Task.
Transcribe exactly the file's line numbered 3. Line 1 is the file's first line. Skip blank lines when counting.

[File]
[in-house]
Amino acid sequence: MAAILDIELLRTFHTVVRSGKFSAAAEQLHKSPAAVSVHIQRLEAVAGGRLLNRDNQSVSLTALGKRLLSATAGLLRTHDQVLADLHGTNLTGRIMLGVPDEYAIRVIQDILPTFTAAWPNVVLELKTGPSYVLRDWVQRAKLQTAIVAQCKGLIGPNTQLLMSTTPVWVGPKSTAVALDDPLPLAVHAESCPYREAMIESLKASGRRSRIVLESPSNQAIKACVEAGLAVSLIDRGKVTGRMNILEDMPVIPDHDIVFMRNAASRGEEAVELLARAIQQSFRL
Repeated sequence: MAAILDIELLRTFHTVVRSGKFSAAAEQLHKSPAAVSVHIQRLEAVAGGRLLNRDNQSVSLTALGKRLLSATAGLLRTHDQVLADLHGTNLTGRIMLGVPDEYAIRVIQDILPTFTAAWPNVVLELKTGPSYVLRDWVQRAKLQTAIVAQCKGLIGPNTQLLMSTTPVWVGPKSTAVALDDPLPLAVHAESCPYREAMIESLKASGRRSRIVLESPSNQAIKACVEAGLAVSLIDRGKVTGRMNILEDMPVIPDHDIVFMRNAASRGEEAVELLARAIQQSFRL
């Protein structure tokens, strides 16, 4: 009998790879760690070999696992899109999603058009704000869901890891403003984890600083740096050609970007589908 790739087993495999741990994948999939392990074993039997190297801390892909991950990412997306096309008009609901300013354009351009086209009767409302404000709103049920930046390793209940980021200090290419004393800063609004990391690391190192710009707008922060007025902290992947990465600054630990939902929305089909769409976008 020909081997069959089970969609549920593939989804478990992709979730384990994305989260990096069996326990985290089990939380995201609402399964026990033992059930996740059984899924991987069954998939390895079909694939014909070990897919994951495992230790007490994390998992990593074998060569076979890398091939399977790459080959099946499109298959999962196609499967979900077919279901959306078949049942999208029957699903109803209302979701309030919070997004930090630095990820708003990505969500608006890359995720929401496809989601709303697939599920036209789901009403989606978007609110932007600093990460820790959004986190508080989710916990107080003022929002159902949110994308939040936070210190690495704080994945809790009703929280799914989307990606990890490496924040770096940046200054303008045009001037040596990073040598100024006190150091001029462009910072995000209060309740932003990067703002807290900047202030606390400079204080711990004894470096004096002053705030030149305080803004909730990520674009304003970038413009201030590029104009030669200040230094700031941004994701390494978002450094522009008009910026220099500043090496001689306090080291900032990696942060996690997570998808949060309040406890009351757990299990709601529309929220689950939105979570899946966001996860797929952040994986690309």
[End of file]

Repeated sequence: MAAILDIELLRTFHTVVRSGKFSAAAEQLHKSPAAVSVHIQRLEAVAGGRLLNRDNQSVSLTALGKRLLSATAGLLRTHDQVLADLHGTNLTGRIMLGVPDEYAIRVIQDILPTFTAAWPNVVLELKTGPSYVLRDWVQRAKLQTAIVAQCKGLIGPNTQLLMSTTPVWVGPKSTAVALDDPLPLAVHAESCPYREAMIESLKASGRRSRIVLESPSNQAIKACVEAGLAVSLIDRGKVTGRMNILEDMPVIPDHDIVFMRNAASRGEEAVELLARAIQQSFRL